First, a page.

Chris Hedges’ latest book, “Wages of Rebellion: The Moral Imperative of Revolt” was given top placement in this weekend’s New York Times Book Review section, and although a high profile doesn’t always guarantee high praise, it turns out there’s a story behind this media story.

In his NYT review, author and New Yorker fixture George Packer reads Hedges’ “Wages” against a counternarrative by a conspicuous voice from the far right, Charles Murray — he of “The Bell Curve” notoriety — who just put out a book of his own, “By the People: Rebuilding Liberty Without Permission.”

That was a charged and gymnastic move, and it could have provided the setup for a provocative read, but upon closer inspection, it seems like a bit of a stunt. And to be clear, challenging the content of Packer’s critique — which suggests that “Wages” lacks a well-fortified through line, excessively flatters certain revolutionary figures and fails, like Murray’s work, to deliver on its populist promise — isn’t the point of this exercise.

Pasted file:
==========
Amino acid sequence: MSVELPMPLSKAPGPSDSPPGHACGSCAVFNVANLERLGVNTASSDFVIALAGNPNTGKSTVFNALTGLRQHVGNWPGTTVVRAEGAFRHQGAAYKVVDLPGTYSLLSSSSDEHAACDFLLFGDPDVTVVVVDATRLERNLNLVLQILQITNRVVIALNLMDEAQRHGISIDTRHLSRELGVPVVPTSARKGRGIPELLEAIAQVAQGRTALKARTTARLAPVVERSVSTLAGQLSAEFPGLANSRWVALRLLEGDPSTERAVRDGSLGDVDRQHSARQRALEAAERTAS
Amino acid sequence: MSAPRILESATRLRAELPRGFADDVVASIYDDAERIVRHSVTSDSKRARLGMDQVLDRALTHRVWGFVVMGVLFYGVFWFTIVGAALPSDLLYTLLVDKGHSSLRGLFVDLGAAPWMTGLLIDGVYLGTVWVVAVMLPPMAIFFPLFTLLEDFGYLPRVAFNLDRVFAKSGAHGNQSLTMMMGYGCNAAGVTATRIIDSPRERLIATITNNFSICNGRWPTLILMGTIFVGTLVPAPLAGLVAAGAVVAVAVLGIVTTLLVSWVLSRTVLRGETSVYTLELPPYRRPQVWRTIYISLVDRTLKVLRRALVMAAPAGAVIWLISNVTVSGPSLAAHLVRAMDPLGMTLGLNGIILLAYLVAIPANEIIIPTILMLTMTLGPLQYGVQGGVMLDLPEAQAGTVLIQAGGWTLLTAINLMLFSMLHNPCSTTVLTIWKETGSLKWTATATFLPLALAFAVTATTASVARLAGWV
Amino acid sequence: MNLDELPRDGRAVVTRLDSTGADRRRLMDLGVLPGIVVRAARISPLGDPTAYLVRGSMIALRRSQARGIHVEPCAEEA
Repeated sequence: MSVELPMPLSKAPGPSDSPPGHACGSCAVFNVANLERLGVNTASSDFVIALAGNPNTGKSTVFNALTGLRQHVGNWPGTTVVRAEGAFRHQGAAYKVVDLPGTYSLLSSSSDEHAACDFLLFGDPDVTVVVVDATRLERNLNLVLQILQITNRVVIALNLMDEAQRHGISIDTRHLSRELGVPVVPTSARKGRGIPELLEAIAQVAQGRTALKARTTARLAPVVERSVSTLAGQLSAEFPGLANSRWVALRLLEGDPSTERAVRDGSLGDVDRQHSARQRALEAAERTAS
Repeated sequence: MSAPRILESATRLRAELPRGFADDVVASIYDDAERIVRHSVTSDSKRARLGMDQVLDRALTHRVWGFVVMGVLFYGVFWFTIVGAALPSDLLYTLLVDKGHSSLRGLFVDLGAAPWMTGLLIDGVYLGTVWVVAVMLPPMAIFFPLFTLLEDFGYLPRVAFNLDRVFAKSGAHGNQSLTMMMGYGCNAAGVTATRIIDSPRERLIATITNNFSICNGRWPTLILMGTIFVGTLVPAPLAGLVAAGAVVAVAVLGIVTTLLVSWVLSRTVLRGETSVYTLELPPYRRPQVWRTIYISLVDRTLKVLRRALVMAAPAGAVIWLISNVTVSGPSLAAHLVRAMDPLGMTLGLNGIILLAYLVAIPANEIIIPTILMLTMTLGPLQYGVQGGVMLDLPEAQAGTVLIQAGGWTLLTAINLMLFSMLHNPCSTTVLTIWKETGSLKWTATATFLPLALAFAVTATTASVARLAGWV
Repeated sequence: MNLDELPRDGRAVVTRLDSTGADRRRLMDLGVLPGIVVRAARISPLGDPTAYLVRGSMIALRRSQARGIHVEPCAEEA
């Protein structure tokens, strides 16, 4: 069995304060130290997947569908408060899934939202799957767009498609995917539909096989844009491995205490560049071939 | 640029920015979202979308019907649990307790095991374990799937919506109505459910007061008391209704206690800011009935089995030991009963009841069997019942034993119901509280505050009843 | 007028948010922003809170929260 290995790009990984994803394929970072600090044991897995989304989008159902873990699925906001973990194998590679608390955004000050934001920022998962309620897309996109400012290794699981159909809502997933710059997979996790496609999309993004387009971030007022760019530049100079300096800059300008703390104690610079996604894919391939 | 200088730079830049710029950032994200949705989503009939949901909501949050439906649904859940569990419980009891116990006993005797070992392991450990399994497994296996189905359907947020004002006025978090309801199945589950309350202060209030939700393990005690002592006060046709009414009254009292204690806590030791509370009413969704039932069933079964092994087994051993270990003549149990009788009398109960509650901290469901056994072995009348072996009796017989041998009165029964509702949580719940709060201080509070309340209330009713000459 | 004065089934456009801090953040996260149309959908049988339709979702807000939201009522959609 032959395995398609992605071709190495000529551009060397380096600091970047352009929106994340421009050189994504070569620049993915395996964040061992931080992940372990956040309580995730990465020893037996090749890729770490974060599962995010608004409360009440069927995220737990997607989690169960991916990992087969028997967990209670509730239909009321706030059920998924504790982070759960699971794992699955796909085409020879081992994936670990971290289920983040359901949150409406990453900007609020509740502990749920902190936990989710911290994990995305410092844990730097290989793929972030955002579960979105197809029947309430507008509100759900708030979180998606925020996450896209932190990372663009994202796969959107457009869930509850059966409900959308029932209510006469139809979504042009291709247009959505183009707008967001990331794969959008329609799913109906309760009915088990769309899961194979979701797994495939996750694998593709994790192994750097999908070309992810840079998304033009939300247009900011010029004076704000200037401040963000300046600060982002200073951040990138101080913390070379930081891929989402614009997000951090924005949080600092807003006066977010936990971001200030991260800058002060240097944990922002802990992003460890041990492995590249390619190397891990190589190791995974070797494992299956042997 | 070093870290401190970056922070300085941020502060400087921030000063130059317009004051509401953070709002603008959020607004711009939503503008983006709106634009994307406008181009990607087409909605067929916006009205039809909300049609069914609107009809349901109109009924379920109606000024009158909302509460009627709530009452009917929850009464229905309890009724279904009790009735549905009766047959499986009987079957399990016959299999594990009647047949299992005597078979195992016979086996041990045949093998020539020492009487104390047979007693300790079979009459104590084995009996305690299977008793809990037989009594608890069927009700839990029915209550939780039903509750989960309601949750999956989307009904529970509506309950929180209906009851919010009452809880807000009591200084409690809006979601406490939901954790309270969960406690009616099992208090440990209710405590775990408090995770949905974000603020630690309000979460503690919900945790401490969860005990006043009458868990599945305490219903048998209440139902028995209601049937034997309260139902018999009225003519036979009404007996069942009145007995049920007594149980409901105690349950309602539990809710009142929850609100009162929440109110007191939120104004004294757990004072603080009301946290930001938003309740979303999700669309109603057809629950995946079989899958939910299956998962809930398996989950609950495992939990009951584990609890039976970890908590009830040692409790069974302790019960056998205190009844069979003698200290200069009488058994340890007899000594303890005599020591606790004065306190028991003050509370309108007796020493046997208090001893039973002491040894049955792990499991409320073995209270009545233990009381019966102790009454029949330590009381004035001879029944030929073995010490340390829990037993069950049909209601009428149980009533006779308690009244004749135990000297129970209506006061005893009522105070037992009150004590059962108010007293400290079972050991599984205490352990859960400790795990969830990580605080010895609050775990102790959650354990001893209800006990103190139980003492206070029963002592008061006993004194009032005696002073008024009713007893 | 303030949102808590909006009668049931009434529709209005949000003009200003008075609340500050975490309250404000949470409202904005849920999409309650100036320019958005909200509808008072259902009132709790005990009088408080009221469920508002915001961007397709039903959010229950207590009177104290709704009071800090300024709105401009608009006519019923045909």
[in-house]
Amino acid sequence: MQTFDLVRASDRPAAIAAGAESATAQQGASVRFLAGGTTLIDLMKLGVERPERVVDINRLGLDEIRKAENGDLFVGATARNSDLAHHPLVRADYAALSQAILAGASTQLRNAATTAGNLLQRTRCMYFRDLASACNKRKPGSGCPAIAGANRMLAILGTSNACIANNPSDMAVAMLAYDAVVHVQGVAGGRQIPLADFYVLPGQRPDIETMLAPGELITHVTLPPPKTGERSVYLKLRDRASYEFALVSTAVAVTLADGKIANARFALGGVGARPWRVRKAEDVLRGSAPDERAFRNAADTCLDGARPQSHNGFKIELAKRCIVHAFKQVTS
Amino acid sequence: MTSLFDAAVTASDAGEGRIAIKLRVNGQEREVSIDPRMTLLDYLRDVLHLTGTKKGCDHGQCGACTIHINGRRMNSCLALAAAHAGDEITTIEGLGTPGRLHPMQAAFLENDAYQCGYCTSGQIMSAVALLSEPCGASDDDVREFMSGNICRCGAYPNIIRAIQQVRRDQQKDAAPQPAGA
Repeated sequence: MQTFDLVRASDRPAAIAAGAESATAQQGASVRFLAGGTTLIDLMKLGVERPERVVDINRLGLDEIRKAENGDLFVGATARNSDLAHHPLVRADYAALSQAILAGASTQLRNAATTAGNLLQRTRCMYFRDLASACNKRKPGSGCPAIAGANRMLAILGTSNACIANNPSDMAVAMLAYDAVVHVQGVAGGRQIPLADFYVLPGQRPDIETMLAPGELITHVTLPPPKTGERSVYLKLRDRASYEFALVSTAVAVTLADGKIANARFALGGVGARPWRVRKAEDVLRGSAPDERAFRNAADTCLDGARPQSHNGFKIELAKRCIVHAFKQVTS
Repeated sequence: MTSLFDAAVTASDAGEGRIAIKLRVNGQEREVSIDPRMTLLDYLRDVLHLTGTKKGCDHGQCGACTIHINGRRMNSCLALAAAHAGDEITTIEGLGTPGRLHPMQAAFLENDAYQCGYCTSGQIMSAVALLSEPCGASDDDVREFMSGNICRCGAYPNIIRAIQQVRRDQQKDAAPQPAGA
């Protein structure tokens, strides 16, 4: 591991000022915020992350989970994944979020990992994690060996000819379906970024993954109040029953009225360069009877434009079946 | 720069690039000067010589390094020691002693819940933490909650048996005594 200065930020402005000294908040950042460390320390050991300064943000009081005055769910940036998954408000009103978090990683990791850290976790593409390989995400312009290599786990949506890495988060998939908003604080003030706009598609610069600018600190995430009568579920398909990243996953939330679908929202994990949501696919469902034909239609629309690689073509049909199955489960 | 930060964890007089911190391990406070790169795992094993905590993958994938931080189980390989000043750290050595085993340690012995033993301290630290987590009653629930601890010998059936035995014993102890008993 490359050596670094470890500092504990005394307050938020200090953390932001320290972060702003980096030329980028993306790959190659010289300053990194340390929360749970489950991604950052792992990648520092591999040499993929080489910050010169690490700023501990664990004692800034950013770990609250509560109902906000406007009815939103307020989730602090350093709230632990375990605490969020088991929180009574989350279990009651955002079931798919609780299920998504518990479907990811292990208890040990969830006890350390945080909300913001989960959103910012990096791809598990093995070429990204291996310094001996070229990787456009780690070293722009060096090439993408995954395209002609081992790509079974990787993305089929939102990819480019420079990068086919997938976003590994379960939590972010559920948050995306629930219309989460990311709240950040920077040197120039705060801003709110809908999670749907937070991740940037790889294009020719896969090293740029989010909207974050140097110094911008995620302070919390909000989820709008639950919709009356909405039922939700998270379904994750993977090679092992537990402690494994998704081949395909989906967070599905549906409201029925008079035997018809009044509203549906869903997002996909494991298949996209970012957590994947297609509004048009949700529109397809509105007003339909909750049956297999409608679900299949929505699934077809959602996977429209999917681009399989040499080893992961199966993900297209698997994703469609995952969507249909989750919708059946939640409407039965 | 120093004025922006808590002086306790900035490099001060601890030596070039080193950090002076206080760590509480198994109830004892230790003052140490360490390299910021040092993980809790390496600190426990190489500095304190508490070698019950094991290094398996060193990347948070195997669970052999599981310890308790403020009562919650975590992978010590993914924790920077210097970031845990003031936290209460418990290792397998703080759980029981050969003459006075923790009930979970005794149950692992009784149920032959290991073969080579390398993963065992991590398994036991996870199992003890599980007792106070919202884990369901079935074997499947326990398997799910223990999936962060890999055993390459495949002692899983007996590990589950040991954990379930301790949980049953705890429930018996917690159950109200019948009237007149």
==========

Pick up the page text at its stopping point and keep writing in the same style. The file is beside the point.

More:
A more neutral reviewer sensing certain stirrings in the zeitgeist that both Murray and Hedges were attempting to address, and then assessing how they handled their respective efforts, could play the two authors off each other without potentially drawing upon other impressions or influences in the process. As it happens, however, Hedges and Packer have crossed paths, and swords, before.

Hedges called Packer on the carpet in a 2013 Truthdig column, “The Treason of the Intellectuals,” in which Hedges referred to Packer as one of many “war boosters” and “liberal hawks” who “did what they always have done: engage in self preservation” in the lead-up to the Iraq War.

But before that, in 2009, the two debated about the state of the American democratic project during a panel discussion at the Miami Book Fair International. That conversation is posted in full below, to put the history between these two writers in a more complete context than was fit to print in Sunday’s New York Times.

–Posted by Kasia Anderson

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